I think Patton’s point about an intellectual equal is spot on. Afterall, marriage (heterosexual or GLBT) is a long term committent and there are many silences to plug with discussion.

Men Dialogue, Women Pass Comment
There’s something else us women could learn from our opposite sex and it has the potential to turn this debate on it’s head.

Men discuss things with other men. Women discuss some things with other women and then pass comment.

The nature of men’s discussions is conducive to dialogue. The way women ‘talk’, in my experience, is not neceassarily so thanks to the ever present punch of emotion.

Now before I am accussed of generalising women as emotional beasts void of the ability to reason, I will place my stake in the ground by acknowledging the biological as well as social anomalies that differentiate responses of the sexes.

I’ll leave it up to you to prove me wrong …

Media misuse and abuse = The New Media Sandwich

Athletes and Management behaving badly. It’s nothing new.
Recent developments in Australian sport make you wonder, why? when? and how?

Why are athletes calling press conferences to ‘state’ their position, prior to official discussions with their employer?

Why are professional sporting bodies calling press conferences, prior to the completion of official investigations?

When did these ‘scare them into submission’, ‘air our dirty laundry’ tactics become an appropriate form of professional issues management?

And how, did the power base of Australian sport shift so significantly that the CCA calls the major Australian sporting codes, yet fails to produce representatives of Olympic sports like swimming to discuss failures in team and drug management.

I’m a proud Australian, a keen observer of sport both here and abroad and a professional communicator. I suspect, I am also not the only person who finds the emergent ‘trial by media’ practice of sports management, abhorrent.

The Business of Australian Sport will suffer. And it really doesn’t need to.

Athletes and management excited about being in sports management, will always stumble. The trick is to put supports in place that provide the requisite guidance to ensure professional development both on and off the pitch.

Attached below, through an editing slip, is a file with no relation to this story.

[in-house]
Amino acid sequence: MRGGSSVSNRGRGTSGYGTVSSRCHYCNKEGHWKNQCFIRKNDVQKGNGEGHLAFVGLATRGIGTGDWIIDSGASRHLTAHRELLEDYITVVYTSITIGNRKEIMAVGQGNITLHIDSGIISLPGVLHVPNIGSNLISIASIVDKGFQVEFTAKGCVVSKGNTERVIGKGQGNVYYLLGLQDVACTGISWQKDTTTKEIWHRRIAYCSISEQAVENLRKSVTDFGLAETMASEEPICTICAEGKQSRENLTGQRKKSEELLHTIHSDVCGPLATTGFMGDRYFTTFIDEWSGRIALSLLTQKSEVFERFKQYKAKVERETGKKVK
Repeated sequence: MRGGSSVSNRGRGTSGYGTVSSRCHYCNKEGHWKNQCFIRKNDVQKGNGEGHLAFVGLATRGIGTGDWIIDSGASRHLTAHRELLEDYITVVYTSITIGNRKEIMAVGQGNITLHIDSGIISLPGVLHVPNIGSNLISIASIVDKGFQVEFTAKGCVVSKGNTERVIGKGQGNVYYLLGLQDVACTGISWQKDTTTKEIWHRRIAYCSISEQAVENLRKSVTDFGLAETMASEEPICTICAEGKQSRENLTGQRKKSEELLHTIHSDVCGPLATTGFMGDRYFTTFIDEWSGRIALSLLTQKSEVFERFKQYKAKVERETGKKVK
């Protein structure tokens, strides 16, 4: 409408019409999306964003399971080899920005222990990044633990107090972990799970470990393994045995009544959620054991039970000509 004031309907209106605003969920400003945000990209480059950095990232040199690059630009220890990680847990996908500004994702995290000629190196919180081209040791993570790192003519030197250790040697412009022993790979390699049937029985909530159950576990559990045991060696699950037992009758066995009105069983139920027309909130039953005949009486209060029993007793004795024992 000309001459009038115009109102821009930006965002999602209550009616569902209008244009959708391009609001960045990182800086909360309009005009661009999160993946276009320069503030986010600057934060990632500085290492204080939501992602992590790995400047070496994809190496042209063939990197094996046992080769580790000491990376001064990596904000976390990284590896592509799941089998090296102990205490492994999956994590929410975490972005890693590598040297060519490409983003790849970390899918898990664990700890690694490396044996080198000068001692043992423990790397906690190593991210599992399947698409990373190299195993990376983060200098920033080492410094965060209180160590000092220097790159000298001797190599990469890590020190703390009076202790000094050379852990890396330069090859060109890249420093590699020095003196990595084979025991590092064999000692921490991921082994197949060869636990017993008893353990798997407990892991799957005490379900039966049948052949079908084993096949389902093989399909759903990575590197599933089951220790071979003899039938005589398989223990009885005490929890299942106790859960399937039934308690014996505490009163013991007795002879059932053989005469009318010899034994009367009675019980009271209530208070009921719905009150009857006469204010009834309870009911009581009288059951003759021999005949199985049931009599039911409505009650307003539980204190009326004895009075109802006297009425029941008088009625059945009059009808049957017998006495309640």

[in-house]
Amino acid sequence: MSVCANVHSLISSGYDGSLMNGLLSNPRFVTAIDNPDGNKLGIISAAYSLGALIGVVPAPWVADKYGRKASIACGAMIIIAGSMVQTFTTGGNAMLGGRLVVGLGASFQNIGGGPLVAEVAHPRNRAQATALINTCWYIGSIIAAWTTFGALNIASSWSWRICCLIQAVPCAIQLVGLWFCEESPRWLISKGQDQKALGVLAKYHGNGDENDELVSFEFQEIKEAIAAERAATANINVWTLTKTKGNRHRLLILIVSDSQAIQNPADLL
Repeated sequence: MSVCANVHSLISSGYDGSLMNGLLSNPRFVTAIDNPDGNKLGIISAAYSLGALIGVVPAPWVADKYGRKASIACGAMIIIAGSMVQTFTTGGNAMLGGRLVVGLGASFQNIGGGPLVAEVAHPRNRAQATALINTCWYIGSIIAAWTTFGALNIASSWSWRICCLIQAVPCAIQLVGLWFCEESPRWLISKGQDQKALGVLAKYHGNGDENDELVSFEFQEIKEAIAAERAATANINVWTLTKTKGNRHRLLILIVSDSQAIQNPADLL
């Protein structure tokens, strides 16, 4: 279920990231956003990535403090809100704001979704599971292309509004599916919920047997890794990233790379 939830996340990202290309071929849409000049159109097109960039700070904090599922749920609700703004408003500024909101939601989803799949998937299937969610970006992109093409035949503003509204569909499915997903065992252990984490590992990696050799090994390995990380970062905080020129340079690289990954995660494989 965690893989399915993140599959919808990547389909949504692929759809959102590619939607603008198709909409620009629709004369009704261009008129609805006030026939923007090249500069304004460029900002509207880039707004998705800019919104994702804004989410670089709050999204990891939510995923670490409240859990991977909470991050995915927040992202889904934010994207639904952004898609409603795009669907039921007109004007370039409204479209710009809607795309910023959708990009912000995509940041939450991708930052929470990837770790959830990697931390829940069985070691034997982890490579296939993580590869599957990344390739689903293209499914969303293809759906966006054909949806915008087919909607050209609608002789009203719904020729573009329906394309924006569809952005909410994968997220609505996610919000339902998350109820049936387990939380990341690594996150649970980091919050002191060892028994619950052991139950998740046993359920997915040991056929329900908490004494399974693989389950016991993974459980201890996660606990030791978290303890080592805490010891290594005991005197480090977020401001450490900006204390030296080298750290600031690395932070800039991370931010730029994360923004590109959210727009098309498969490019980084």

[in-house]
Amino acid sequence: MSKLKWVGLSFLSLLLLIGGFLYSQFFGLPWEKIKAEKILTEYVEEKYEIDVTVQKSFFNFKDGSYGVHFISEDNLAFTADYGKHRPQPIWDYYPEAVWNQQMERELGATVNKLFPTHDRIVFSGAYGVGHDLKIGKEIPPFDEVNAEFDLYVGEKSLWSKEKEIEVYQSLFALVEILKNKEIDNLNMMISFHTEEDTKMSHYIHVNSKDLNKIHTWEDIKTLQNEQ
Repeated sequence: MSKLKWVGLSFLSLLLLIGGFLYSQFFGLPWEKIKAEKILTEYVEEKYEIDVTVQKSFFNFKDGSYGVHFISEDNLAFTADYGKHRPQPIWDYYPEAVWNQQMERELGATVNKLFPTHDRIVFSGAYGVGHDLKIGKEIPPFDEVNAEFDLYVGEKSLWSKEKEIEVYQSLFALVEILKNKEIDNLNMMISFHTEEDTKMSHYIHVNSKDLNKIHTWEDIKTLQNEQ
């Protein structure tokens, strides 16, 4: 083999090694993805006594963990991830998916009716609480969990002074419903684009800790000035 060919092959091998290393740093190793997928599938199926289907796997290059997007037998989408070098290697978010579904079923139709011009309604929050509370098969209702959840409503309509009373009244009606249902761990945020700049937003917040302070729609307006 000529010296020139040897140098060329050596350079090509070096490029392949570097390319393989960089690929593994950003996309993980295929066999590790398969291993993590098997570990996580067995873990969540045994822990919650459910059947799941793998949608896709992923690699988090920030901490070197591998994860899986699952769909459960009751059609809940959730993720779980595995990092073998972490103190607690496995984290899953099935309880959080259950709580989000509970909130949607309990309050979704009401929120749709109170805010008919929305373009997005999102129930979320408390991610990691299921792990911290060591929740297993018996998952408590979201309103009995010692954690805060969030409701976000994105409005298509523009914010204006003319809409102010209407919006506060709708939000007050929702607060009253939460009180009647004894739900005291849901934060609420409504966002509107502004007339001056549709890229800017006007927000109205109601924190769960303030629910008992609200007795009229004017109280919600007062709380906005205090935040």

This is not always easy in our new world of instagram, twitter and all things social media.

So as we evolve our understanding of dialogic interaction, thanks to the prevelance of mobile and social media communications, let’s not forget the art of conversation and business best practice.

Cybermedicine Symposia

Following an invitation from Clinical director and obstetrician to the rugby stars, Dr Vijay Roach, I recently presented a lecture on social media and medicine at the Northern Clinical School, Royal North Shore Hospital, Sydney Australia.

Here are a copy of the slides presented


As always, please don’t hesitate to contact me, should you have any questions.

PR & Web 2.0

Running through the electronic archive of my public corporate life at various stages it’s easy to overlook the successes and key lessons learnt.

I recently found this while googling and giggled out loud. Yes, I google’d myself and no it’s not narcissistic (maybe a little), but it’s also Step #1 in proactive reputation management.  

Not surprisingly, I recommend it to everyone who is working, posting, socialising, engaging or remotely interested in finding out what’s out there on the world wide web.

As it stands, a snapshot or digital newspaper archive like the NZ hearld article that you can show-off to those around you, is frankly, irrelevant beyond providing a good giggle and a Delorian-style cruise back to the future.

Why is this?

Someone recently tried to tell me there’s no such thing as a bad experience, only a learning opportunity… I told said person I thought this was an interesting perspective and looked forward to reviewing the discussion after they’d started their internship – their first ever job.

Now the blank, incredulous stare was a given, as was the accompanying, ‘If I don’t like it, I’ll just leave. It’ll be their loss’…

And I daresay, it would have been too… the loss of time wasted navigating the HR necessities of dealing with the uninitiated, highly competent and astute ‘trophy generation’ egos hovering on the bottom rung of the ladder.

Don’t get me wrong, I love generation next. I think they are fabulous assets to a crazed world of societal plaster-cast mouldings of the various castes of prior generations. And they are real contributors to business, if you’re open-minded enough to listen and learn.

After all, mentoring works best both ways #FoodForThought